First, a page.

Rev. David Robertson powerfully described disaster when he preached at High River (Alta.) United the first Good Friday after the 2013 flood. Just 10 months before, all 13,000 in the community had to evacuate as water devastated their town. Hundreds lost their homes. Robertson led us to the terrible trauma at the centre of the Good Friday story, then held a terra cotta planter up high. He released it, and the pot crashed to the floor, breaking into pieces. The noise cut through us like a knife. No one moved. I heard everyone’s shocked intake of air and worried it was too much for this hyper-vigilant crowd.
But Roberston trusted his people, and they trusted him. We sat still, in the wake of disaster, silent together. Then his voice spread over us, speaking what we needed to hear and what was eternally true: that as soon as the worst happens, that even while we are still holding our breath, God is at work.
When the ministry team at High River United invited me to consider a post-disaster support position in 2013, I was already studying trauma and working with trauma survivors as a volunteer. After wildfires forced nearly 90,000 to flee from Fort McMurray, Alta., in 2016, Alberta and Northwest Conference invited me there, too. Both positions were funded by donations received by The United Church of Canada for disaster relief. To the best of my knowledge, I’m still the only trauma professional in the church with this kind of training and experience — but I hope I’m not the last. I hear the news of floods and fires and ice storms and tornadoes differently now. My insides go very still, and I pray with no words.
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Disaster work and recovery are not well understood. I like to compare it to the plate-spinning performances I remember from the old Ed Sullivan Show. Just when you thought a plate would fall from one of the performer’s spinning poles, he would grab its edge and give it another whirl. We all keep many plates spinning every day: things like parenting, relationships, health issues, debt, school, aging parents, careers, addictions, social injustices, housing needs, past traumas, volunteer commitments and more. That’s a lot to keep spinning on a good day. Now imagine you experience a natural disaster. Your community is partially destroyed. You may have lost your home, your neighbourhood, your job. Service agencies and emergency providers are overstressed and under-functioning. Bills have to be paid. The marathon to access money from insurance and any disaster recovery program begins. Inevitably, some of the plates come crashing down. It’s just too much. Each person’s experience of a disaster is unique, and which plates crash is also unique.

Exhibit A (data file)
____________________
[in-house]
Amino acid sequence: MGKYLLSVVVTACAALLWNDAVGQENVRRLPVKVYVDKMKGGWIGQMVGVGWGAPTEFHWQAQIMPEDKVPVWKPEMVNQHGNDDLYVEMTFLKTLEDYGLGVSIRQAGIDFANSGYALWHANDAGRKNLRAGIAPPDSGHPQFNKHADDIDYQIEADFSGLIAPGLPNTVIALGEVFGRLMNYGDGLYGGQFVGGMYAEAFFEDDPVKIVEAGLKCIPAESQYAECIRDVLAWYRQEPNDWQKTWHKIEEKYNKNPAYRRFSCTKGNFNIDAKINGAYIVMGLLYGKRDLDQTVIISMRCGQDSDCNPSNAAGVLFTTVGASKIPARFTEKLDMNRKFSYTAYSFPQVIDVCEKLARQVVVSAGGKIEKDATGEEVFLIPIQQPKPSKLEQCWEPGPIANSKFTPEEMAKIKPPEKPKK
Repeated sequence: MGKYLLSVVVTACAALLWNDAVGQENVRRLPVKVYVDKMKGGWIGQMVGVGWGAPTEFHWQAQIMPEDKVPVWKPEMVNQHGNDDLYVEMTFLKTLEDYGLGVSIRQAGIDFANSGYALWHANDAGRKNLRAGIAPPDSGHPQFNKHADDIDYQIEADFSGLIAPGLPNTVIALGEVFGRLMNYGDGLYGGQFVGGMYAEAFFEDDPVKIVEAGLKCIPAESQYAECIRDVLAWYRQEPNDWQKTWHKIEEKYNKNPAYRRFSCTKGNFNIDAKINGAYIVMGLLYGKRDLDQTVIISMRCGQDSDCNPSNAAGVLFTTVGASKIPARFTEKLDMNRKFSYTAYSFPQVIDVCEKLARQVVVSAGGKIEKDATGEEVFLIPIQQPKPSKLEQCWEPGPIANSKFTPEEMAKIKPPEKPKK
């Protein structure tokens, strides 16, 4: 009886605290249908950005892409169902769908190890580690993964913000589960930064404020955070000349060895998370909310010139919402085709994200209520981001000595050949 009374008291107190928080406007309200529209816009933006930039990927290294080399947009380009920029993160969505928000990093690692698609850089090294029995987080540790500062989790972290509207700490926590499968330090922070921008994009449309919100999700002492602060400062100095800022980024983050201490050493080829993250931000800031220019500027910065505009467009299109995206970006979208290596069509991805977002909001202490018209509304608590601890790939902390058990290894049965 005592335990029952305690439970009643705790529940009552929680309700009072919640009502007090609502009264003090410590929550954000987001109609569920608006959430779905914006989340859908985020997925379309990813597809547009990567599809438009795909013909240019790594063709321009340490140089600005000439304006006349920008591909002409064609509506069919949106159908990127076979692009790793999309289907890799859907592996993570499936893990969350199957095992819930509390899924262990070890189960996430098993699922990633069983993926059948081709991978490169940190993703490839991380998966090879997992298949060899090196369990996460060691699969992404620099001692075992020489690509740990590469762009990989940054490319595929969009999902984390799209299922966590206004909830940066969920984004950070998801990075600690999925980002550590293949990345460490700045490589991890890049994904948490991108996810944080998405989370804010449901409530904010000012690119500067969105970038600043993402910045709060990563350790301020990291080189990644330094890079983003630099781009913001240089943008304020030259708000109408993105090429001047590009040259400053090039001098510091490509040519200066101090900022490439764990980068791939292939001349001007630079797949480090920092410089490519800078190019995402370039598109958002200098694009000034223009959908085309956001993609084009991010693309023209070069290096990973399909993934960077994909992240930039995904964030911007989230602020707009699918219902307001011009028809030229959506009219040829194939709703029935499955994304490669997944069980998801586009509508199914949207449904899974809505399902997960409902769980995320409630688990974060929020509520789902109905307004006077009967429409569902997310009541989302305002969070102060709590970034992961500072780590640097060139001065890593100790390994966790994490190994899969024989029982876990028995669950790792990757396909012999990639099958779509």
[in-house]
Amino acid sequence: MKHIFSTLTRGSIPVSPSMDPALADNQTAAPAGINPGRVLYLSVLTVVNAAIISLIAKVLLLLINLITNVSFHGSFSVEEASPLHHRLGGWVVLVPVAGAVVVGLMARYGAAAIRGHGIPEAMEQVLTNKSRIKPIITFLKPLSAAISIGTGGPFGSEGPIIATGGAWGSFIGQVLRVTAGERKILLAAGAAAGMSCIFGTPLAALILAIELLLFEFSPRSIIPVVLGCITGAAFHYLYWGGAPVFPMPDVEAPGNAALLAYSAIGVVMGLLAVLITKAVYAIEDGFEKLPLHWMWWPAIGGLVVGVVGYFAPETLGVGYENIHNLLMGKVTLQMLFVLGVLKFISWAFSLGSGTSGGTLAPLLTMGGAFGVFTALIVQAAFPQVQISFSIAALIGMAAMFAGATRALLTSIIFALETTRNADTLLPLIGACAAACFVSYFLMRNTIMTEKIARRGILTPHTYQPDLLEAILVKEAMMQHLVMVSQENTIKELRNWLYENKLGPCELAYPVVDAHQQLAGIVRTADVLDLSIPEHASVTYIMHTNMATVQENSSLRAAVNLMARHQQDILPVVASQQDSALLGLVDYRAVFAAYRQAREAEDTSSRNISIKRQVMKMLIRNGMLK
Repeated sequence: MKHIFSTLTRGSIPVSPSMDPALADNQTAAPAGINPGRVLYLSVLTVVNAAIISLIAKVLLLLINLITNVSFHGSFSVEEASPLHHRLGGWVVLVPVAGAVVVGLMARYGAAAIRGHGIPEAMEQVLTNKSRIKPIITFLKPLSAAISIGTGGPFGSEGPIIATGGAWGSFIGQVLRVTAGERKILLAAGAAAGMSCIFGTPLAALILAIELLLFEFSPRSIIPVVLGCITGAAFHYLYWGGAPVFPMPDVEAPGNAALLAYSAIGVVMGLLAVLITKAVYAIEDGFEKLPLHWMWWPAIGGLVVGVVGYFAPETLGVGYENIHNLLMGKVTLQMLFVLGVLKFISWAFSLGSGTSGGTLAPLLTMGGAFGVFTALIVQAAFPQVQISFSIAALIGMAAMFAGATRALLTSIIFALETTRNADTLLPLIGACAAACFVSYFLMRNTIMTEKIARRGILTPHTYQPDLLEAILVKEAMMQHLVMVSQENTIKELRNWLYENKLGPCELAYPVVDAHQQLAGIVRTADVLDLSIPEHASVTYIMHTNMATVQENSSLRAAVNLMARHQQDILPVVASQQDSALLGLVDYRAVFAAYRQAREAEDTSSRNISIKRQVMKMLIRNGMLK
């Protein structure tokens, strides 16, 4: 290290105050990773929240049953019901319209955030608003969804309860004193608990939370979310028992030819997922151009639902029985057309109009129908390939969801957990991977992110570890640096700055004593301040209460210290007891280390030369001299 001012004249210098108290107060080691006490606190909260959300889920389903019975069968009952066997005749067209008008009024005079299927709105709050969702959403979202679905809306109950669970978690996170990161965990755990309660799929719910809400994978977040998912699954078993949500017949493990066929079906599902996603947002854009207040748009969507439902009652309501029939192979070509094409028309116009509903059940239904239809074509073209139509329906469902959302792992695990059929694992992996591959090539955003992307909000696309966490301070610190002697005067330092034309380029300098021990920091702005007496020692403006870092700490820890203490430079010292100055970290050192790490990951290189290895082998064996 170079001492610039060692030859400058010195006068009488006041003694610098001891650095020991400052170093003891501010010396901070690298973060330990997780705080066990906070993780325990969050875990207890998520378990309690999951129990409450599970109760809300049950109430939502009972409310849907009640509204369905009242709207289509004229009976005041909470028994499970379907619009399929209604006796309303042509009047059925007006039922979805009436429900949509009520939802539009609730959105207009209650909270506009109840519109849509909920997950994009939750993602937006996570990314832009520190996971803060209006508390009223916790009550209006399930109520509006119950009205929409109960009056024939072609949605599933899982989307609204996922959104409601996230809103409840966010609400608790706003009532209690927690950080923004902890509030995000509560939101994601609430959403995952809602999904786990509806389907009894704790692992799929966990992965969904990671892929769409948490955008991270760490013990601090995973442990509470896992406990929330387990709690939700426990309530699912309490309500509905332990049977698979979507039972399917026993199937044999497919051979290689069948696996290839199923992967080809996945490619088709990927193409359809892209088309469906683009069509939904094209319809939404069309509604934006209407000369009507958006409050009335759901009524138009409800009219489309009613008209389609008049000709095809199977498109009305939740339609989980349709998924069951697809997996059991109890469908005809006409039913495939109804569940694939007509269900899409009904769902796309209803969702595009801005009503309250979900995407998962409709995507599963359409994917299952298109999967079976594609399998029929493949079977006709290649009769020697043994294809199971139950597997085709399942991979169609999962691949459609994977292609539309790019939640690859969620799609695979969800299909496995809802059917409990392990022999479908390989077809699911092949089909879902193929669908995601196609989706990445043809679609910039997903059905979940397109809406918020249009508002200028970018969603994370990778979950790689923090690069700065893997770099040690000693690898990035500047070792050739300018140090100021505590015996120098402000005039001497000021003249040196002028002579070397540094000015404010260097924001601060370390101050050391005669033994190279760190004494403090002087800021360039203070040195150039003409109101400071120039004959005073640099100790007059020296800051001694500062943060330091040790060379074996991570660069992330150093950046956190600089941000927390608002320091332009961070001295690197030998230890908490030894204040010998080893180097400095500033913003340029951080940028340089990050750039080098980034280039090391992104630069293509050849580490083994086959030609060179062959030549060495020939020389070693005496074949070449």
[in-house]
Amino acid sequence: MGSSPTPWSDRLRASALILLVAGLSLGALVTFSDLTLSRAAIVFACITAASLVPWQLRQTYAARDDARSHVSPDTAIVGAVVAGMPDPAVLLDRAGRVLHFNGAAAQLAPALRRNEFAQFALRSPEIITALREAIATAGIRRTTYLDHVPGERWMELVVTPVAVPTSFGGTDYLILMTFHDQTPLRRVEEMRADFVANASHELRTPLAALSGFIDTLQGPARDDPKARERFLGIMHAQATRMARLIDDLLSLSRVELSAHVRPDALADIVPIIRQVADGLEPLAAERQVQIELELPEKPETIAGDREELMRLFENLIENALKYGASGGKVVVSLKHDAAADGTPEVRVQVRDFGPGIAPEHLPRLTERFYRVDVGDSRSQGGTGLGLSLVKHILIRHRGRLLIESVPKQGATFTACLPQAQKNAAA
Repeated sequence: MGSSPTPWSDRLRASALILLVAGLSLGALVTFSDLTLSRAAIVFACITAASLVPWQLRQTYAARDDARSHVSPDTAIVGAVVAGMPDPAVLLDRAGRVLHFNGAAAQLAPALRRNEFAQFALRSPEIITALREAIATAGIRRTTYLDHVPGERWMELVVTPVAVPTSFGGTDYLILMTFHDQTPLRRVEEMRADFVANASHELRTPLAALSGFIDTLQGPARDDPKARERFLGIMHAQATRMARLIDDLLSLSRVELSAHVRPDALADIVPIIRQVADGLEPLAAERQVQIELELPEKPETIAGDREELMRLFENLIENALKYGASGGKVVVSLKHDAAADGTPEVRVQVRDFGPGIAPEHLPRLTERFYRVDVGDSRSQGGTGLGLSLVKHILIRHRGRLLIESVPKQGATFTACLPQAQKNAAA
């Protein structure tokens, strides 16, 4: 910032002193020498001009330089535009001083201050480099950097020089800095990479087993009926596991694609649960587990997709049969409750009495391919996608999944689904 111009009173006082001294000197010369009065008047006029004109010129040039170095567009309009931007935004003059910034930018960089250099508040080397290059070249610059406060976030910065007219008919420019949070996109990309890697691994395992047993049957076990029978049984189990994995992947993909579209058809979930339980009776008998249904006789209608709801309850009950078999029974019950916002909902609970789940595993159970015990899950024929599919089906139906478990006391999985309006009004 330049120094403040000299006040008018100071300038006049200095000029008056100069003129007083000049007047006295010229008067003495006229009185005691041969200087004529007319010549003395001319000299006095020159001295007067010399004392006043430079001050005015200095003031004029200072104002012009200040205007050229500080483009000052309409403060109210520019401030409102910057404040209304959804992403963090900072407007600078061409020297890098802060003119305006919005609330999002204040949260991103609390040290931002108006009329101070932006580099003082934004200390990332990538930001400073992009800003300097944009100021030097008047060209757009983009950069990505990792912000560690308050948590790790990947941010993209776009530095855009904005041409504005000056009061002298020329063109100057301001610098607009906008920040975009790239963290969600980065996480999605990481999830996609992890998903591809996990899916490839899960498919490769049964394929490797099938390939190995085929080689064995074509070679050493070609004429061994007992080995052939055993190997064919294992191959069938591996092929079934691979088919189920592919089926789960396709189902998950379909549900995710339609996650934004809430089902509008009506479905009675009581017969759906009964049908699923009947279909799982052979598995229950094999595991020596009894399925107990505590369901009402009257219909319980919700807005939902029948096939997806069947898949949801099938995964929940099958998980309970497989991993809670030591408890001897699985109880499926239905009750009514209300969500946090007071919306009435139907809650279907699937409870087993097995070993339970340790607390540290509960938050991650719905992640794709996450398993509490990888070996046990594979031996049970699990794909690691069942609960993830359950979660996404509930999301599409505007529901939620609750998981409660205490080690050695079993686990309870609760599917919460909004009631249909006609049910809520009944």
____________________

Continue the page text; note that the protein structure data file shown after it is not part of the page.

Over the months and years that I moved among the survivors of disaster, I sometimes heard very little about the disaster itself and a whole lot about those other plates. A big piece of my work was meeting with people one-on-one to talk, do assessments and refer them to experts to help them with their legal, mental health, medical, financial or educational needs. When I found myself without appointments, I would go for a walk and talk to the people I met. I would often go into a store and come out with a small purchase and three new appointments scheduled.
I helped people make insurance and recovery program claims. I met with mental health professionals and shared what I was learning in my work. I also helped the incumbent clergy, church personnel and lay leaders manage the stress and operational destabilization. As a minister myself, I could step in to pick up something instantly, whether it was a pastoral call, leading the Sunday school class, talking with renters, or praying or ministering to those who were needy before the disaster and remained so after. I gave everyone room to fall apart a little, adjust expectations and keep ministry going forward.
But some recovery problems don’t resolve, and new ones can arise. Homes spared the fire thanks to water bombing are soaked and uninhabitable. A spouse experiences a psychological break that does not improve. Areas are abandoned as some neighbours never return. An insurance claim is denied, and negotiations move at a snail’s pace. People realize how much they are going to lose permanently. We call this the “second disaster.” It can dig a deeper hole than the first. It often comes right about the time when generous donors want to hear success stories. It’s hard to learn about the realities of disaster and recovery. And it’s hard to share what we learn.